“When should I repot my houseplants?”
It is a question most plant enthusiasts eventually have.
Indoor plants can happily occupy the same pot for years. In fact, slow-growing plants (such as snake plants, Chinese money plants, and aloe vera) only need to be repotted every two to three years. However, when a plant gets big and leafy with healthy foliage and strong roots, it will start to feel cramped.
But this is a good problem to have!
It means your houseplant is thriving in its environment.
So, to continue keeping your plants happy, The Plant Dads is here with everything you need to know about when to repot plants, plus some helpful tips on how to repot plants without killing them.
Let’s jump in.
6 Signs It’s Definitely Time to Repot
A general rule of green thumb (see what we did there?) is to repot your indoor plants in the spring through late summer. This is because plants are actively growing. Warmer temperatures, brighter light, and longer days all set your plants up for repotting success. Most plants are repotted every 12 to18 months. Yet if your plant is showing any of the following signs, it could be time to invest in a larger container and fresh potting soil.
Be on the lookout for:
- Roots coming out of the bottom of the pot
The #1 way to tell if your plant could benefit from repotting is: check the roots. See long roots escaping from drainage holes? It needs more room. Otherwise, the roots could block water drainage and lead to root rot.
- Soil that dries out faster than normal
Secondly, monitor the soil. All plants have different watering requirements. For example, cacti prefer dry whereas carnivorous pitcher plants love wet, boggy conditions.
If your houseplant is thirsty (despite regular watering) and dries out quickly, this could be a sign to repot.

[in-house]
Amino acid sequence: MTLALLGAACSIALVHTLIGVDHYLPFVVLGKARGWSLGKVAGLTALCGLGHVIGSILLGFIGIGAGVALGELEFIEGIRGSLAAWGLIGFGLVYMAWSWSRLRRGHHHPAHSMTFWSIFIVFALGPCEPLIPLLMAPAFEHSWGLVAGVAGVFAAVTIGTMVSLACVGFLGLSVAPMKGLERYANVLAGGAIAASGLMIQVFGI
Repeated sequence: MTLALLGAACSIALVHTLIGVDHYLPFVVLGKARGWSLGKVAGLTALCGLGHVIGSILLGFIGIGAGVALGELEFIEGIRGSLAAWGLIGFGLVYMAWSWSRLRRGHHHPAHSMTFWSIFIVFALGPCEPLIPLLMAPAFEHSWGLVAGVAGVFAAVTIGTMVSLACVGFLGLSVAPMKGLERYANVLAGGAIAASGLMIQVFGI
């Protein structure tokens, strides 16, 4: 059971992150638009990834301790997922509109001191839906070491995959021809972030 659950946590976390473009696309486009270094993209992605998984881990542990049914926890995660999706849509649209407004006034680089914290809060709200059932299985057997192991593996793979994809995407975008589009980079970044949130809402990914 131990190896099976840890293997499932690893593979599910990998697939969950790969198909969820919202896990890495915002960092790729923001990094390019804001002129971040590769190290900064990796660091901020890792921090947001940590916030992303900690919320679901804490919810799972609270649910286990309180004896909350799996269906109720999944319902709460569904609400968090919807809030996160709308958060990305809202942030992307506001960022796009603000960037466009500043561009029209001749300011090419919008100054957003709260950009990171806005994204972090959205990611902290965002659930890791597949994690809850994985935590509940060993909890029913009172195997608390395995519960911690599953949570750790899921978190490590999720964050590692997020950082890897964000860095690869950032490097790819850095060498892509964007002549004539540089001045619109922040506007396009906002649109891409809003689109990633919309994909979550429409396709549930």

- Yellow Leaves
Third, watch for yellow leaves. When roots can’t breathe, they suffocate. Compacted roots may be causing a color change in your plant.
- No more growth
Next, has it been a long time since your plant produced a new leaf? Plants that grow slower than normal could be experiencing potting problems. Try a bigger container. New space can stimulate growth.
- Salt and mineral buildup
Another way to figure out if your plant needs to be repotted is to look for white crystals. Salt accumulation will leave an ugly crust. And it can injure your plants! One cure is to transfer to a pot with completely new soil.
- A plant that seems to be raised or “floating”
Thick roots balled too tightly together will push a plant up. As the roots desperately try to expand, the soil is shifted. The result is a lopsided or flimsy houseplant that appears to be raised out of the pot.
Quick Tips to Safely Repot
Unfortunately, repotting can be tough on plants. To repot plants without killing them, follow these steps:
- Avoid repotting on extremely hot or cold days
- Choose an appropriate pot size. One to two inches bigger in diameter is ideal.
- Squeeze the original pot or lay horizontal to ease it out
- Gently loosen up roots by hand
- Cut back any dead / dying roots with scissors
- Use a high-quality potting mix to combine old and new soil
Lastly, give your plant a deep drink of water. These tips will minimize the risk of root shock. Or accidently killing your plant!
Ready to Repot? The Plant Dads Can Help
There you have it.
An easy-to-follow guide on when to repot plants.
About the Author
Jen is a professional freelance writer from Canada. She loves growing exotic and unusual plants and teaching people how to embrace their “green thumb.” You can contact Jen here.